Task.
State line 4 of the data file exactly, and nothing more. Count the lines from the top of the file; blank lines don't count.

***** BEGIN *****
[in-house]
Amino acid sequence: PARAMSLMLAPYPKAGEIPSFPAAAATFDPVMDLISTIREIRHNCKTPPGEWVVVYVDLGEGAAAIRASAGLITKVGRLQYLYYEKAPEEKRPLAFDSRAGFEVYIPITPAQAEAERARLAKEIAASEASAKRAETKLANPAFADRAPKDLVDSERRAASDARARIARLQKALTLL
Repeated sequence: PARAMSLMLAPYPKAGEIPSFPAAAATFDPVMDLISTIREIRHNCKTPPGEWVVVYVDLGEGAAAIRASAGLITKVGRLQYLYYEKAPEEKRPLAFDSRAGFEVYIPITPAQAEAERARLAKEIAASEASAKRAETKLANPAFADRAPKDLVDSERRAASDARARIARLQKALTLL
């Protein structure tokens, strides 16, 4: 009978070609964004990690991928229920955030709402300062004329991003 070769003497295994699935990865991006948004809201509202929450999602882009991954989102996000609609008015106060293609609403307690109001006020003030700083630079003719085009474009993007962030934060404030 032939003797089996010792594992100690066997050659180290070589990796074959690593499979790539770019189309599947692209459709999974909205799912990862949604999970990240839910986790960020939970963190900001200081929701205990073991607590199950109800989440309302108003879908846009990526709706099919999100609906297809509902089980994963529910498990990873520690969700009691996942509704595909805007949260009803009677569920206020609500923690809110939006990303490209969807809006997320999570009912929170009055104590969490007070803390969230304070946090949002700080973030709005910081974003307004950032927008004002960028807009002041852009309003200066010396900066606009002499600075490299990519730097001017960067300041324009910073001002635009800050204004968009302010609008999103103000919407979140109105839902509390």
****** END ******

């Protein structure tokens, strides 16, 4: 009978070609964004990690991928229920955030709402300062004329991003 070769003497295994699935990865991006948004809201509202929450999602882009991954989102996000609609008015106060293609609403307690109001006020003030700083630079003719085009474009993007962030934060404030 032939003797089996010792594992100690066997050659180290070589990796074959690593499979790539770019189309599947692209459709999974909205799912990862949604999970990240839910986790960020939970963190900001200081929701205990073991607590199950109800989440309302108003879908846009990526709706099919999100609906297809509902089980994963529910498990990873520690969700009691996942509704595909805007949260009803009677569920206020609500923690809110939006990303490209969807809006997320999570009912929170009055104590969490007070803390969230304070946090949002700080973030709005910081974003307004950032927008004002960028807009002041852009309003200066010396900066606009002499600075490299990519730097001017960067300041324009910073001002635009800050204004968009302010609008999103103000919407979140109105839902509390």